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Monday, March 11, 2019 at 11:40am to 1:10pm
Ives Hall, 115
B07 Tower Rd, Ithaca, NY 14853, USA
John Van Reenen, MIT
Professor Van Reenen will present on the following papers:
Do Tax Cuts Produce More Einsteins? The Impacts of Financial Incentives vs. Exposure to Innovation on the Supply of Inventors
(Alexander M. Bell, Raj Chetty, Xavier Jaravel, Neviana Petkova, John Van Reenen)
Abstract: Many countries provide financial incentives to spur innovation, ranging from tax incentives to research and development grants. In this paper, we study how such financial incentives affect individuals' decisions to pursue careers in innovation. We first present empirical evidence on inventors' career trajectories and income distributions using de-identified data on 1.2 million inventors from patent records linked to tax records in the U.S. We find that the private returns to innovation are extremely skewed – with the top 1% of inventors collecting more than 22% of total inventors' income – and are highly correlated with their social impact, as measured by citations. Inventors tend to have their most impactful innovations around age 40 and their incomes rise rapidly just before they have high-impact patents. We then build a stylized model of inventor career choice that matches these facts as well as recent evidence that childhood exposure to innovation plays a critical role in determining whether individuals become inventors. The model predicts that financial incentives, such as top income tax reductions, have limited potential to increase aggregate innovation because they only affect individuals who are exposed to innovation and have no impact on the decisions of star inventors, who matter most for aggregate innovation. Importantly, these results hold regardless of whether the private returns to innovation are known at the time of career choice. In contrast, increasing exposure to innovation (e.g., through mentorship programs) could have substantial impacts on innovation by drawing individuals who produce high-impact inventions into the innovation pipeline. Although we do not present direct evidence supporting these model-based predictions, our results call for a more careful assessment of the impacts of financial incentives and a greater focus on alternative policies to increase the supply of inventors.
Who Becomes an Inventor in America? The Importance of Exposure to Innovation*
(Alex Bell, Raj Chetty, Xavier Jaravel, Neviana Petkova, John Van Reenen)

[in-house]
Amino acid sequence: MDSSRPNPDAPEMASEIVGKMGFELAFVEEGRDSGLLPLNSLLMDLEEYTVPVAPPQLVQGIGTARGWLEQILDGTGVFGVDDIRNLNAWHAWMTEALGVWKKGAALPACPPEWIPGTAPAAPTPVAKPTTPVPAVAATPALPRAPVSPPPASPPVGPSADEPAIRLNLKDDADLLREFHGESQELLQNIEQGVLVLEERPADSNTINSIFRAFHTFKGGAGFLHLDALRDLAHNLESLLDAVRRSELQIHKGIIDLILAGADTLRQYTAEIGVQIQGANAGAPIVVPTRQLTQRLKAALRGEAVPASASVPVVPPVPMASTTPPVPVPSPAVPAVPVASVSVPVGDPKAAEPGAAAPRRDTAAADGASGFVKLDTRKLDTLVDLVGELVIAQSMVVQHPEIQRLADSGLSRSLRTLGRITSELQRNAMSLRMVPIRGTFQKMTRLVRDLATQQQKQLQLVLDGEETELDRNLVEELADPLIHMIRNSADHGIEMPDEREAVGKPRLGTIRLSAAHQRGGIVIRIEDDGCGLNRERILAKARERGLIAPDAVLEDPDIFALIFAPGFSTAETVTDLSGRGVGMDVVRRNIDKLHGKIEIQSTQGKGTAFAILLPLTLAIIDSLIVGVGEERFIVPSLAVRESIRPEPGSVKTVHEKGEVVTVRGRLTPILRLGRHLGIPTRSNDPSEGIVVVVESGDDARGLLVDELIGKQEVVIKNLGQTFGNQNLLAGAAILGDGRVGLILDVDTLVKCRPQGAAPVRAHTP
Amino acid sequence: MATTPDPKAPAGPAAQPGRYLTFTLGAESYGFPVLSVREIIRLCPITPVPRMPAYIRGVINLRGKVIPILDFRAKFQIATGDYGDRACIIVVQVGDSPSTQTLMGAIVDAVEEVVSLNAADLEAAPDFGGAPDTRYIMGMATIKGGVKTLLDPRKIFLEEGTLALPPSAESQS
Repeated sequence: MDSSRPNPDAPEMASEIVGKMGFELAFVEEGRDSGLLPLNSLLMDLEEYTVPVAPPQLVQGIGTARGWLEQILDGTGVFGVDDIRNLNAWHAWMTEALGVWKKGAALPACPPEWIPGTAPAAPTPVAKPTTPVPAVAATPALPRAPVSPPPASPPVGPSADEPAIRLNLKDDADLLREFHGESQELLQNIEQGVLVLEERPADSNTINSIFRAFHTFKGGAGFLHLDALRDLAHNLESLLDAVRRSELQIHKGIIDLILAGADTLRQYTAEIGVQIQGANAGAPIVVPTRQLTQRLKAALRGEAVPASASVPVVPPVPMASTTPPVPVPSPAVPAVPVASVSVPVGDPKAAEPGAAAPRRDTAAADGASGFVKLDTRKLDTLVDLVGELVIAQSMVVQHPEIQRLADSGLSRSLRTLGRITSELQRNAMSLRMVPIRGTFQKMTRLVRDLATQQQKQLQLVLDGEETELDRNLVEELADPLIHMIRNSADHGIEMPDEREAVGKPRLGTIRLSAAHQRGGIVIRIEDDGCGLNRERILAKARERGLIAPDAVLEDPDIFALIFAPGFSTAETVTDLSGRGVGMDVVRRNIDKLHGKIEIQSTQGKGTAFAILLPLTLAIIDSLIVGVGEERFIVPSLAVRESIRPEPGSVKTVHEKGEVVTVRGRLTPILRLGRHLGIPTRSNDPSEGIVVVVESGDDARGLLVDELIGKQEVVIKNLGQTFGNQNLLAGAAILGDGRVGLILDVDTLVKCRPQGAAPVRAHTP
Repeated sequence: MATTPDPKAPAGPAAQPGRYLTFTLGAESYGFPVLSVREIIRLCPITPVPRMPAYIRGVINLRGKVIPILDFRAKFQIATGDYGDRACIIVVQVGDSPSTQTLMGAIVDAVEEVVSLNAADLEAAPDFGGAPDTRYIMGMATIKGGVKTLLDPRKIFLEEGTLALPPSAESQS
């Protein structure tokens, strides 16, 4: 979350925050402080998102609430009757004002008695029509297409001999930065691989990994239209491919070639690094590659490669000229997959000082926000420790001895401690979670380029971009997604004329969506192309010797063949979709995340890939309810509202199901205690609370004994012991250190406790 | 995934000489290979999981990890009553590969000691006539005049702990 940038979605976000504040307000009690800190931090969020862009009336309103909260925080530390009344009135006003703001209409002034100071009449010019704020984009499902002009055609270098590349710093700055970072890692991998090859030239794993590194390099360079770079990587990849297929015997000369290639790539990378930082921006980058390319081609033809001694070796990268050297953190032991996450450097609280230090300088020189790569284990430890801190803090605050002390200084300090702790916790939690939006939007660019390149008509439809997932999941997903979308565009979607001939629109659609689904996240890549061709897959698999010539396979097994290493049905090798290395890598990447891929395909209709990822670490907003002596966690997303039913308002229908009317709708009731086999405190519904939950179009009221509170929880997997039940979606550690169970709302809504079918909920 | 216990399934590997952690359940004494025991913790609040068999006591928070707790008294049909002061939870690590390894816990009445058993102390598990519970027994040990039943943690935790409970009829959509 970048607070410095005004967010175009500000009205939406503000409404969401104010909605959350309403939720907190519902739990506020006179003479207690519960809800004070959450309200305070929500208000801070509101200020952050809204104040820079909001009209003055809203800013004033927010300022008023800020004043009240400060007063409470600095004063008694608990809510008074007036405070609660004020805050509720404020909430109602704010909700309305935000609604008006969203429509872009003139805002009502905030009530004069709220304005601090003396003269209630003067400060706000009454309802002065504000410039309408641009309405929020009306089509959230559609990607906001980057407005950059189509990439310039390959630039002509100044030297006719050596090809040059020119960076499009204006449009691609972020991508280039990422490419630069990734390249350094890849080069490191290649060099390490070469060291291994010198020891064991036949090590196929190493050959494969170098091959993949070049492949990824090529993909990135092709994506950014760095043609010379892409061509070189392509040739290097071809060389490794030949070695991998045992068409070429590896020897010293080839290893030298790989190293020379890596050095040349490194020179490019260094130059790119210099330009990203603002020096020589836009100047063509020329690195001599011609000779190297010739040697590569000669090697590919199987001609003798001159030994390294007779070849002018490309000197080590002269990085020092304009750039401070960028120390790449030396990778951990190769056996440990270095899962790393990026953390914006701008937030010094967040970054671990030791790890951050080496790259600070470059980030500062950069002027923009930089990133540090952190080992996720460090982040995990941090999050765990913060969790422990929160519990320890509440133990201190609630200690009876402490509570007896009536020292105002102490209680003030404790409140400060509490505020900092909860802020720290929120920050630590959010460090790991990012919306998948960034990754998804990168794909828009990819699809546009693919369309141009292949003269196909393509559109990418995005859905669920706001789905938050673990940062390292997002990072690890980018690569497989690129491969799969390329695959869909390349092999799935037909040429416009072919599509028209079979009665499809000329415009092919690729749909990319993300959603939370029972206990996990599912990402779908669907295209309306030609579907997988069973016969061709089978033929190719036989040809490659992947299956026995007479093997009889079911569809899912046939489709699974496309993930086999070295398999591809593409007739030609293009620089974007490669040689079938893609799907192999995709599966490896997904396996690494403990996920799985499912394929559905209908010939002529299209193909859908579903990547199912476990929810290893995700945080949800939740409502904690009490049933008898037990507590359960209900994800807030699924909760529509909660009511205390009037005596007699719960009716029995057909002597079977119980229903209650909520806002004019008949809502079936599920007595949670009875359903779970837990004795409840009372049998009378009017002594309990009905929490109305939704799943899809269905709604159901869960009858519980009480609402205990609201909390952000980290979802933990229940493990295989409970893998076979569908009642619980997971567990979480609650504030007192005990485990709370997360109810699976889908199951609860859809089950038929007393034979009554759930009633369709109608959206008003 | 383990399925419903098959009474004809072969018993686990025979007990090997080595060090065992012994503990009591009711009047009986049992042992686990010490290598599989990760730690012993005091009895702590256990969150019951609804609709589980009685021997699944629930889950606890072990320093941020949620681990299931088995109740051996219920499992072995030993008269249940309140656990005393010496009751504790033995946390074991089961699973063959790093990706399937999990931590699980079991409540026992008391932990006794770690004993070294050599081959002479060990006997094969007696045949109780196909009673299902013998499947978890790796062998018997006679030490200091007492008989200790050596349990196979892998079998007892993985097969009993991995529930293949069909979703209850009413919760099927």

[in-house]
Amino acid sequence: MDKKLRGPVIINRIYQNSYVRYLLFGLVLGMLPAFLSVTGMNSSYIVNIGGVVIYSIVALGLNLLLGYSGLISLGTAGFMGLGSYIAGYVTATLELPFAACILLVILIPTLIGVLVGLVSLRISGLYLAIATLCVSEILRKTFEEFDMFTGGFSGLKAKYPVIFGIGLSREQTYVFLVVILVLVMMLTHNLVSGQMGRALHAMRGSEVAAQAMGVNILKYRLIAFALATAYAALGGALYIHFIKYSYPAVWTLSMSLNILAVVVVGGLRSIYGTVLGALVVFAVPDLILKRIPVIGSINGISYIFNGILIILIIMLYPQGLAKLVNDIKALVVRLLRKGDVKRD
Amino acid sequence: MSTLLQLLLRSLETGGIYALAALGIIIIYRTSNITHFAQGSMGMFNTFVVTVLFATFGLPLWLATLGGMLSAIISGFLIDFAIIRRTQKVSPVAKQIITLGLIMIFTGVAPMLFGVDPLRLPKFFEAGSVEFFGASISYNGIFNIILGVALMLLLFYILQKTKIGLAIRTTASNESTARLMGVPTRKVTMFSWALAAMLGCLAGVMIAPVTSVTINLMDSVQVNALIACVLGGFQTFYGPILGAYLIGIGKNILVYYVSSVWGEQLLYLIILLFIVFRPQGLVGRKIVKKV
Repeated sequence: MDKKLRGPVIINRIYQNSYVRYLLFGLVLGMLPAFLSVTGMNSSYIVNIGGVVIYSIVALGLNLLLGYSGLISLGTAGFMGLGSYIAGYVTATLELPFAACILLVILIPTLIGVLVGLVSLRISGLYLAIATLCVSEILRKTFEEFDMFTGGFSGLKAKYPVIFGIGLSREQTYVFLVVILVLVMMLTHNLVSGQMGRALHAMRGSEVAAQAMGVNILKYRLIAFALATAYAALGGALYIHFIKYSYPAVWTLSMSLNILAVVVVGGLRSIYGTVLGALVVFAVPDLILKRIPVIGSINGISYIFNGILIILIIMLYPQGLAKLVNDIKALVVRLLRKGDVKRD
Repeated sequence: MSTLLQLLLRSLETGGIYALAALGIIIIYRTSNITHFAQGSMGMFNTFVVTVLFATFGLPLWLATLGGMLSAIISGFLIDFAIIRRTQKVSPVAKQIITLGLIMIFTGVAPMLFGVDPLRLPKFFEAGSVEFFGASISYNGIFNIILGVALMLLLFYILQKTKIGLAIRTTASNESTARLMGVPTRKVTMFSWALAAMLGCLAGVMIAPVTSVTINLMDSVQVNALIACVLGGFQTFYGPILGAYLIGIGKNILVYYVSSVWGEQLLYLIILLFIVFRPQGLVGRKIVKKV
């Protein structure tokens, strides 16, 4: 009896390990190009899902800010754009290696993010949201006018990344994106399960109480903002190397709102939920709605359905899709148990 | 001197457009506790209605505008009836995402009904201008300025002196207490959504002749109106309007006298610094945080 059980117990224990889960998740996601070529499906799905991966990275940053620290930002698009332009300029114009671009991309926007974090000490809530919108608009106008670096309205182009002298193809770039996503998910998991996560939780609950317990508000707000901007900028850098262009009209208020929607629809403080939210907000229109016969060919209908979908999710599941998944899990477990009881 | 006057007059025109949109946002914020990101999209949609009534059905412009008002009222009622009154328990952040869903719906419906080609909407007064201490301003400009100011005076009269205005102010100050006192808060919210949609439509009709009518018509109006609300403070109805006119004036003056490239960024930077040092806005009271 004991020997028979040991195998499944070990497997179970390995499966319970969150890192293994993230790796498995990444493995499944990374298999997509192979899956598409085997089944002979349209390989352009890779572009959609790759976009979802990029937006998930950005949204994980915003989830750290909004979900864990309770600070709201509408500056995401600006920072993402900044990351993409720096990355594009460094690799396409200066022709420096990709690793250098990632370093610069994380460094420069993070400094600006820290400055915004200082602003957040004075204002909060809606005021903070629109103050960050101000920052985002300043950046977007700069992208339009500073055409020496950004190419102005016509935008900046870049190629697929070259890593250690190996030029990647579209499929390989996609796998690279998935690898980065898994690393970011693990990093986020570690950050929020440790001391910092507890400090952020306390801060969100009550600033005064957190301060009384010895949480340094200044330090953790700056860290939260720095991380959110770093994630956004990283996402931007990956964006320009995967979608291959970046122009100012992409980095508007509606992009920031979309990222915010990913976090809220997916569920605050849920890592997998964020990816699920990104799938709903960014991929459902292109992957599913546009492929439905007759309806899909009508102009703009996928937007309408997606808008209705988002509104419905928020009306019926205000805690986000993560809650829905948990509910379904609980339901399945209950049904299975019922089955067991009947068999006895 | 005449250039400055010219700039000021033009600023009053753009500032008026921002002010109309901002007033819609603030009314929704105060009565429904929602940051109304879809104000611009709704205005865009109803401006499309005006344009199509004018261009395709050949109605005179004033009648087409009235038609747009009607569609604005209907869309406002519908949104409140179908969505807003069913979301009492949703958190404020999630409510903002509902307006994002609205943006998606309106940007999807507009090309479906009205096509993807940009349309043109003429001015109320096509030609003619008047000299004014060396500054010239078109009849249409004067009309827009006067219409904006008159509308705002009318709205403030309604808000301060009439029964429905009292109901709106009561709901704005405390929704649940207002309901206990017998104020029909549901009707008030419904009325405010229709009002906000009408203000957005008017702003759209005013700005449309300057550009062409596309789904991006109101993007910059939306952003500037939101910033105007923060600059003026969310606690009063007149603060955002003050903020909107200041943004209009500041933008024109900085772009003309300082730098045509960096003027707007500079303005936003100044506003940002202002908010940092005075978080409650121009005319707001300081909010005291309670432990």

Abstract: We characterize the factors that determine who becomes an inventor in the United States, focusing on the role of inventive ability ( "nature" ) vs. environment ( "nurture" ). Using de-identified data on 1.2 million inventors from patent records linked to tax records, we firrst show that children's chances of becoming inventors vary sharply with characteristics at birth, such as their race, gender, and parents' socioeconomic class. For example, children from high-income (top 1%) families are ten times as likely to become inventors as those from below-median income families. These gaps persist even among children with similar math test scores in early childhood - which are highly predictive of innovation rates - suggesting that the gaps may be driven by differences in environment rather than abilities to innovate. We then directly establish the importance of environment by showing that exposure to innovation during childhood has signicant causal effects on children's propensities to invent. Children whose families move to a high-innovation area when they are young are more likely to become inventors. These exposure effects are technology-class and gender specific. Children who grow up in a neighborhood or family with a high innovation rate in a specific technology class are more likely to patent in exactly the same class. Girls are more likely to invent in a particular class if they grow up in an area with more women (but not men) who invent in that class. These gender- and technology class-specific exposure effects are more likely to be driven by narrow mechanisms such as role model or network effects than factors that only aect general human capital accumulation, such as the quality of schools. Consistent with the importance of exposure effects in career selection, women and disadvantaged youth are as under-represented among high-impact inventors as they are among inventors as a whole. These findings suggest that there are many "lost Einsteins" - individuals who would have had highly impactful inventions had they been exposed to innovation in childhood - especially among women, minorities, and children from low-income families.